Kitchen feeds the body, while quartet feeds the soul

The patrons of St. Mary’s Food Kitchen in Kansas City, Kansas, received a treat on Nov. 23 as a quartet of musicians played a little jazz music during their noon meal. The quartet from left, drummer Tony Reyes, trumpeter Dalton Williams, guitarist Riley Day and keyboardist A.J. Reyes, volunteered their time to play at the food kitchen and then enjoyed a meal with the guests. LEAVEN PHOTOS BY DOUG HESSE

by Jan Dixon
Special to The Leaven

KANSAS CITY, Kan. — Jazz concerts during the holidays are not all that unusual.

They’re seldom held, however, at the St. Mary’s Food Kitchen in Kansas City, Kansas.

But while much of the outside world spent Black Friday in holiday shopping mode, the guests at what is officially known as the Hot Lunch Services of the Wilhelmina Gills Service Center were enjoying a hearty noon meal — flavored with a little jazz.

The line of men, women and children ran deep —  around the corner and down the hall. After a worker at the door handed each a ticket, diners filed through and were given plates filled with meat loaf, potatoes, and vegetables. 

Despite the fact that the food kitchen filled quickly and the noise level rose accordingly, the clear, clean notes of jazz emanated distinctly from the far end of the hall. 

The music was the gift of four young men whose paths crossed earlier in life. Some of them met in the church choir at Holy Name Parish in Kansas City, Kansas. Two met while in graduate school. 

But all loved music — and they came to St. Mary’s to share that love. 

Riley Day grew up in St. Paul Parish in Olathe, where he learned at a young age the importance of giving back. It was he who organized the event and invited his fellow musicians to join him for the special performance.

Dalton Williams, the trumpeter, readily agreed.

“There is an incredible irony to spending one day being thankful for what we have and then trampling each other to buy goods the next day,” said Williams. “That’s not what I’m about. This is an opportunity to give, and this is a good place to do it.”

To say their audience was appreciative is an understatement.

Many of the guests seemed entranced as the musicians played. Some closed their eyes and swayed; others tapped their feet. One man danced with his dinner plate in hand.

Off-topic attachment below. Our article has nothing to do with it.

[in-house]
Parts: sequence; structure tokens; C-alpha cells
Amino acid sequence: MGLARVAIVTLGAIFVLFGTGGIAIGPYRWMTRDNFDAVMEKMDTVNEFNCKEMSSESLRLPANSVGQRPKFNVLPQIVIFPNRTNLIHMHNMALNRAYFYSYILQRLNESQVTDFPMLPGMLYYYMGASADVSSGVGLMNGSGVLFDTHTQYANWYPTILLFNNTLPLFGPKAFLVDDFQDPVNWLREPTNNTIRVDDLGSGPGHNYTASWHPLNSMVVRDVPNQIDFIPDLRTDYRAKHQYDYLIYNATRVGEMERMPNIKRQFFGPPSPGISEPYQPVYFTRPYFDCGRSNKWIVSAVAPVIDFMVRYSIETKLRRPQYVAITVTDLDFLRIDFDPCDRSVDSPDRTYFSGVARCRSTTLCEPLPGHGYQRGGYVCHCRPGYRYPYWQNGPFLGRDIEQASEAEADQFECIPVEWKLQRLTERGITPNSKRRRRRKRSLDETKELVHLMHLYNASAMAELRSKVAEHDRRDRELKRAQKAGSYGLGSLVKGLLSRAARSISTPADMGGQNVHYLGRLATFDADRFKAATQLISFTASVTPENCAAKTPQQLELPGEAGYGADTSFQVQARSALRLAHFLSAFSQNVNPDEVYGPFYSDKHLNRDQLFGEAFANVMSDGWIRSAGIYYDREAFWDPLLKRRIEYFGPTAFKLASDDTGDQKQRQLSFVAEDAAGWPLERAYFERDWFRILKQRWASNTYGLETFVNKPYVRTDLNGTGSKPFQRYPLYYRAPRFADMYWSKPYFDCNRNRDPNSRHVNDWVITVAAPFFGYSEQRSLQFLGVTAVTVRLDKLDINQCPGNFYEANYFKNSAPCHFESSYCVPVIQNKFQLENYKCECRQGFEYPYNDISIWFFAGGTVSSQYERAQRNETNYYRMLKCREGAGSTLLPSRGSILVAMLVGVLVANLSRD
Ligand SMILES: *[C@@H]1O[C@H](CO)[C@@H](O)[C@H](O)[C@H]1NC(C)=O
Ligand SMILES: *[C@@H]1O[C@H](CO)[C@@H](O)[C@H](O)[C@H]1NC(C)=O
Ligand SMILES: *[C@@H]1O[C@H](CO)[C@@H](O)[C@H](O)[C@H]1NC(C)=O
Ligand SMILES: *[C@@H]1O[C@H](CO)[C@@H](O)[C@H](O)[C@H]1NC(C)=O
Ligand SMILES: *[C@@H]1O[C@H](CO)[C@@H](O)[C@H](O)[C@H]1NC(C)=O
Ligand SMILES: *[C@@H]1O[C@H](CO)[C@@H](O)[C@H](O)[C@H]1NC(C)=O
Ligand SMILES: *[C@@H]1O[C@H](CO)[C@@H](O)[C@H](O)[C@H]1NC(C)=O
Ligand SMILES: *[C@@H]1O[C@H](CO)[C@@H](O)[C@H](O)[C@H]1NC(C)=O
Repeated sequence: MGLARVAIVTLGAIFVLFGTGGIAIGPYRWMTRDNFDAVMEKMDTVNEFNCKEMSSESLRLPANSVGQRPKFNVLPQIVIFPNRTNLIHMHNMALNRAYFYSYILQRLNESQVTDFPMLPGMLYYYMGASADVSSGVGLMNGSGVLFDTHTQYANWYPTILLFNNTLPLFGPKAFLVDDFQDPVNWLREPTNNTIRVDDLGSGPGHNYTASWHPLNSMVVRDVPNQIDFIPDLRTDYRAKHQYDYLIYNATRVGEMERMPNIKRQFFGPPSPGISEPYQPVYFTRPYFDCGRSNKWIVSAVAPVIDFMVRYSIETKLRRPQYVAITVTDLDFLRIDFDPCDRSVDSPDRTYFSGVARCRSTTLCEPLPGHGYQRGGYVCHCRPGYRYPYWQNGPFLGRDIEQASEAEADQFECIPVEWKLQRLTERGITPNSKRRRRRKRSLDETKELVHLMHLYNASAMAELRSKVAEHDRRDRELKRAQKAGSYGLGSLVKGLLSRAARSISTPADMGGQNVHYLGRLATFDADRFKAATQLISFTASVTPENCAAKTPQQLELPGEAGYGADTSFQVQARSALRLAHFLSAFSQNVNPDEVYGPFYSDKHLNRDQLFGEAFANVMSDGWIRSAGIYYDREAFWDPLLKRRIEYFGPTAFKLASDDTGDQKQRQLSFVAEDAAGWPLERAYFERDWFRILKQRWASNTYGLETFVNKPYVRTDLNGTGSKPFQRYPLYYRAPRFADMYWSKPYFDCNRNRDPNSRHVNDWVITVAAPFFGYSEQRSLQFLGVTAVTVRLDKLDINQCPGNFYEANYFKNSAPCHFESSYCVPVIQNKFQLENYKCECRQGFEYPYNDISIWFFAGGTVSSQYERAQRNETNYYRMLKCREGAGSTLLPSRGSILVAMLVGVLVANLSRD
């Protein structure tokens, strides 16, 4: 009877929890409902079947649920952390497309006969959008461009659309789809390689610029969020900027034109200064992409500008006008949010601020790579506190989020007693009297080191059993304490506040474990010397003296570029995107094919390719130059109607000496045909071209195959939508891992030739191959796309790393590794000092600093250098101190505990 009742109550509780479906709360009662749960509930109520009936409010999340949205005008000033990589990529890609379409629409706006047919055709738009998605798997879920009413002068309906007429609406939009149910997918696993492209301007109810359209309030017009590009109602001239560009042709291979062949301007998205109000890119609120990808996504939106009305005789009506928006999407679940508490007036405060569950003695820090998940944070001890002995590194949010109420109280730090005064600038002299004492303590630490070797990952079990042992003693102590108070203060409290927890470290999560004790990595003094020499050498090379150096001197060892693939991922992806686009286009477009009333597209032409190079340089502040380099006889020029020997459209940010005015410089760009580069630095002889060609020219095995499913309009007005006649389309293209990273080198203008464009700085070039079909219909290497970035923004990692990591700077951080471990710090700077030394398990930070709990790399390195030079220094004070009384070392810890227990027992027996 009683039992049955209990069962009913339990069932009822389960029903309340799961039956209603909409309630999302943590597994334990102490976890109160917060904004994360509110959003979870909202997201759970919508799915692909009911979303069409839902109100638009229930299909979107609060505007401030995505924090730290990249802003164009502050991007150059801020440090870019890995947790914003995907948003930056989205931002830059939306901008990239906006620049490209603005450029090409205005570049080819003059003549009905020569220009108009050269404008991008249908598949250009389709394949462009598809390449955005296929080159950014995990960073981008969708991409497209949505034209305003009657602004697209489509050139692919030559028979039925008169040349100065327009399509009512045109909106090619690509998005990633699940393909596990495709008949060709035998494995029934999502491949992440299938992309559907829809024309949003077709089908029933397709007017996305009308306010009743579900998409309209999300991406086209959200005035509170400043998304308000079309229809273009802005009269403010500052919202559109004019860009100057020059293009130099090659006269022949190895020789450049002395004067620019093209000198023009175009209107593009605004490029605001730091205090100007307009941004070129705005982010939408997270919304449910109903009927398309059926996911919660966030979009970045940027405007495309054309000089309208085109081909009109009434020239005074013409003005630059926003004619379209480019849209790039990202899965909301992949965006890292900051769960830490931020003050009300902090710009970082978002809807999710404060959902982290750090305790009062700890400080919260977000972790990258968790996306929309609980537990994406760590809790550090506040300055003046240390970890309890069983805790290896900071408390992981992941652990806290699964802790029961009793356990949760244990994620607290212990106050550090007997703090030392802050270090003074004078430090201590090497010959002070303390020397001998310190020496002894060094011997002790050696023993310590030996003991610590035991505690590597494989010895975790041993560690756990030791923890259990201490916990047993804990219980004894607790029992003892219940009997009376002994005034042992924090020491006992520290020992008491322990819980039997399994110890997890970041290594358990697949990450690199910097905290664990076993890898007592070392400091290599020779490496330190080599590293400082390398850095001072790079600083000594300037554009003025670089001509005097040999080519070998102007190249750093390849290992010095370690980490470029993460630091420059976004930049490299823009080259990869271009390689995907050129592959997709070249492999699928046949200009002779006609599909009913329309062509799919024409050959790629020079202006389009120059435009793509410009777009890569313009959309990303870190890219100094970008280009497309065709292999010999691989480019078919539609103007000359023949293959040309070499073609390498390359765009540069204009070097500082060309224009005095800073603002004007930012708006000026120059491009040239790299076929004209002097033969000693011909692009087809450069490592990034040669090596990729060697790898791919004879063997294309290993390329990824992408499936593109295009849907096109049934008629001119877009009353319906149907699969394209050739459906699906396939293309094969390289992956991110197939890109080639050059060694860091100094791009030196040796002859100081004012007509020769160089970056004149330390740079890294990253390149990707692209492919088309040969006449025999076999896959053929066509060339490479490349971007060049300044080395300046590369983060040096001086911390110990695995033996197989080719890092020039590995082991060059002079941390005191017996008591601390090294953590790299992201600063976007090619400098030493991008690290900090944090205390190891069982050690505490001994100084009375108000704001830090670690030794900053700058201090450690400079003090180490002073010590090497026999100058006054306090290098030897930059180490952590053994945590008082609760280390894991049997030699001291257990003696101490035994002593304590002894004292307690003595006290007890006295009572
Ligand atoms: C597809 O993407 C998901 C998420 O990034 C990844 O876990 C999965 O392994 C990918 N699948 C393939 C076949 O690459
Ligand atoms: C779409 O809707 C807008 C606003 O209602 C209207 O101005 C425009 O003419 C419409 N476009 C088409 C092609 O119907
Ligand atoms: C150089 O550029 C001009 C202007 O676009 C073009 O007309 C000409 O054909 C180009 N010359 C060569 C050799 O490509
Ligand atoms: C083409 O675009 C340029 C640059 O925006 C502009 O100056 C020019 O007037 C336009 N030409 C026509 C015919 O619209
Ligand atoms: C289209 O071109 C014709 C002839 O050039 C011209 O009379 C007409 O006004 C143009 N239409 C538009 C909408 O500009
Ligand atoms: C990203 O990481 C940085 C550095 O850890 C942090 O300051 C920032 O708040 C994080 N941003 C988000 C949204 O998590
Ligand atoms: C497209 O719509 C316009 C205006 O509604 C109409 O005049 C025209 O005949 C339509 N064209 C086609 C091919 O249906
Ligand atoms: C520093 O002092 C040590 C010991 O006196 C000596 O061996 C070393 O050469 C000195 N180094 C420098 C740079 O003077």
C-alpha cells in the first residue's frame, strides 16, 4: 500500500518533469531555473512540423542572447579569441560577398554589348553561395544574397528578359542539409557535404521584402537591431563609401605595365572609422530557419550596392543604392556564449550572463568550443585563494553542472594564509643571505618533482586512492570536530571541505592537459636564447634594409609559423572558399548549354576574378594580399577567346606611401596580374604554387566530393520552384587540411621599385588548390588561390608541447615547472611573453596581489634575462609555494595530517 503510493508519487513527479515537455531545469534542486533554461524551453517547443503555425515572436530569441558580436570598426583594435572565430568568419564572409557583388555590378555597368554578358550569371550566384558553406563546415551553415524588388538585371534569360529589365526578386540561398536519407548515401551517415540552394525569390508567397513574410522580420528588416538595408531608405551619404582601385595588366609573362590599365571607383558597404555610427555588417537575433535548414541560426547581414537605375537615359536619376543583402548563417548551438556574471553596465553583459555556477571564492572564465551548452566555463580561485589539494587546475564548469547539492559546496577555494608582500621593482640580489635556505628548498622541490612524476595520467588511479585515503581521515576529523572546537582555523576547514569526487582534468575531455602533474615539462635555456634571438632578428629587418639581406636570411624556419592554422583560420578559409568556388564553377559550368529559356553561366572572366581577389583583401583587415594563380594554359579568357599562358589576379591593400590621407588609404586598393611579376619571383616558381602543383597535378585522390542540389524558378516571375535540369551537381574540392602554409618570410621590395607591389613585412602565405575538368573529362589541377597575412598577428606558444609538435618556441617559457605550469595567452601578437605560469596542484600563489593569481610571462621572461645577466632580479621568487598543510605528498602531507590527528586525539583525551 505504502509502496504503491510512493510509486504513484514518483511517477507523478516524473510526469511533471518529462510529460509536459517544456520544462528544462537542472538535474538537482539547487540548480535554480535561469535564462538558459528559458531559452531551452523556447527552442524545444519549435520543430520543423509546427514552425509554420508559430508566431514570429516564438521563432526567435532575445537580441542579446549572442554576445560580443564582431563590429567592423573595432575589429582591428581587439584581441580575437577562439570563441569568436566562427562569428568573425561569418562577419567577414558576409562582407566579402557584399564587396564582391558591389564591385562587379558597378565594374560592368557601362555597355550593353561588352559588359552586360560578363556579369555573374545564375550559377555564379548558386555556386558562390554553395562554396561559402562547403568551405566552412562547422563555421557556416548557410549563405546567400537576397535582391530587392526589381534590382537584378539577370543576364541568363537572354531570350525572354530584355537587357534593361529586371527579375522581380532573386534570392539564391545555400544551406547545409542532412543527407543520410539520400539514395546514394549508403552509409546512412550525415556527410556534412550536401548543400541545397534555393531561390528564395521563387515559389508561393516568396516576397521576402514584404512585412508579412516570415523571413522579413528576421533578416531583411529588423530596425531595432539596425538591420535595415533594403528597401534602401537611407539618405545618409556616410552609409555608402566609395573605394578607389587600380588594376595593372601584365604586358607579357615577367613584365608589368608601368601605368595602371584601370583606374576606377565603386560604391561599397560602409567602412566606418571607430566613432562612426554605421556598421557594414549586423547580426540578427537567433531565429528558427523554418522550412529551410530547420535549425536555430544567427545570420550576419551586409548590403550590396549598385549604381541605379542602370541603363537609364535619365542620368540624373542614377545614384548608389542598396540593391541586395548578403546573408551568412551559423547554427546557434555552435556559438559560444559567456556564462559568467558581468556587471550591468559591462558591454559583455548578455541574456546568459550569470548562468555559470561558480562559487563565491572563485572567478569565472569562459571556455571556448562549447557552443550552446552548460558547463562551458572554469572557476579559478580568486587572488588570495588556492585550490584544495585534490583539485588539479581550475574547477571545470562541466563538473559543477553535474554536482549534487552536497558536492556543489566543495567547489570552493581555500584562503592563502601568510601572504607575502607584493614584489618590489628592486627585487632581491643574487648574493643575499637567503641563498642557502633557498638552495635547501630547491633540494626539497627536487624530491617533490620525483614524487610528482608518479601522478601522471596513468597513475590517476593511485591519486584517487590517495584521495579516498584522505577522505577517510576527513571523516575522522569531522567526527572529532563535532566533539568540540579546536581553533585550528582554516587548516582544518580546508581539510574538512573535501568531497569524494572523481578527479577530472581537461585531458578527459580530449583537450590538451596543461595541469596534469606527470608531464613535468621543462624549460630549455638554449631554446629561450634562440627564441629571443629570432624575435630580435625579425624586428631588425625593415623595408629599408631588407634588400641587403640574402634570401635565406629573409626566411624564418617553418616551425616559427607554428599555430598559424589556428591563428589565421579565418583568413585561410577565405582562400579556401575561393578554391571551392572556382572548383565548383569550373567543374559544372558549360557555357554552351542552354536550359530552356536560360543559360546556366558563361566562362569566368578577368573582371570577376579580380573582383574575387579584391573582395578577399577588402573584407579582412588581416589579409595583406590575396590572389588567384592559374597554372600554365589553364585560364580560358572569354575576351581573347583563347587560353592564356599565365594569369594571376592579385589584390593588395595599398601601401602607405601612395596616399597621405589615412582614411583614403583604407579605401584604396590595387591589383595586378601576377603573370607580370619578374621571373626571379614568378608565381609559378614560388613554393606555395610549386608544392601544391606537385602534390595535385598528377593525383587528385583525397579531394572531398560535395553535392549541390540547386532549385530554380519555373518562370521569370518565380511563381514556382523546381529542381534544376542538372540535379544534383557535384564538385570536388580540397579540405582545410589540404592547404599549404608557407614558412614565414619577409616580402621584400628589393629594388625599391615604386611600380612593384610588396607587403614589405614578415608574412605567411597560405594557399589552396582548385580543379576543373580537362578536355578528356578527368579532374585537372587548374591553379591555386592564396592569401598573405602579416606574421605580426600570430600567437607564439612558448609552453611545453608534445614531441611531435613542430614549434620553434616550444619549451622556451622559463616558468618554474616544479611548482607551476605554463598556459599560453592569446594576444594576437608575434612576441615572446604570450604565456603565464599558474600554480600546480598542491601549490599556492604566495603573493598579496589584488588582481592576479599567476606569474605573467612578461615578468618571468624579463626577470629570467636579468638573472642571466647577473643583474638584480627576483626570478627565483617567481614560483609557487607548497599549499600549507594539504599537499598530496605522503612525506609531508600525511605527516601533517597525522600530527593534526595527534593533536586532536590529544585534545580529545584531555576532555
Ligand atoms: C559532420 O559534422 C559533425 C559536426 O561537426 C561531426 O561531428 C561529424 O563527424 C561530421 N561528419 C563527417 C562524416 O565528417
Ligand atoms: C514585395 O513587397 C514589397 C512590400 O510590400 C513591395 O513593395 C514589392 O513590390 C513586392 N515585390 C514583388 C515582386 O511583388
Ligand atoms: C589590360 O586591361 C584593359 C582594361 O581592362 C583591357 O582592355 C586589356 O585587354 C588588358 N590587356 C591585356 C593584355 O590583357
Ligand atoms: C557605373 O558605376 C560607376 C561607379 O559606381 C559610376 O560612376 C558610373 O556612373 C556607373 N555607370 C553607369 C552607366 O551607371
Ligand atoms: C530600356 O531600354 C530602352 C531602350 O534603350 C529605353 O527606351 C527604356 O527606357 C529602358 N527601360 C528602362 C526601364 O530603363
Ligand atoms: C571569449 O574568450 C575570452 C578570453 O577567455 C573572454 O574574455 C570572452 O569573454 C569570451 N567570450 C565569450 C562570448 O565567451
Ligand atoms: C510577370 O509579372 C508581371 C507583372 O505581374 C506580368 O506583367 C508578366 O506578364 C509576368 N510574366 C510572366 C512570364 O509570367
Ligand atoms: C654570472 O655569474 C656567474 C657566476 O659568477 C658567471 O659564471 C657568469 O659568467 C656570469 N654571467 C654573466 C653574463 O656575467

When each piece ended, the room erupted in applause. 

“Music makes this wonderful meal so festive,” said one guest. “And they are really good.”

After the meal, many lingered to listen longer. Some reminisced about instruments they had played as children while others talked about jazz greats they had known. 

As the musicians packed up, a few diners gathered around them to express their thanks and talk music.

“It was beautiful music. It took me away from my problems,” said one woman. “Music can do that for people.”

The young men then stayed to enjoy a meal with the remaining diners and volunteers, as well as share some thoughts about their work, their respective bands and their friendship.

“I really like to play with these guys,” said Day, the guitarist. “I like to do things for the community, and this was a good cause.”

A.J. Reyes, the keyboard player, enjoyed the appreciative audience.

“I really enjoyed playing music for these people, and I think they really enjoyed it, too,” he said.

“It is always the season to be giving back,” said drummer Tony Reyes. “I wasn’t doing anything else, so I thought I would do something good for others.”

And so, while others celebrated Black Friday in stores or on their computers, the food kitchen was filled with warm food, beautiful music and big smiles.

The last diner to leave put it best:

“Good meal . . . live music . . . yes, indeed!”

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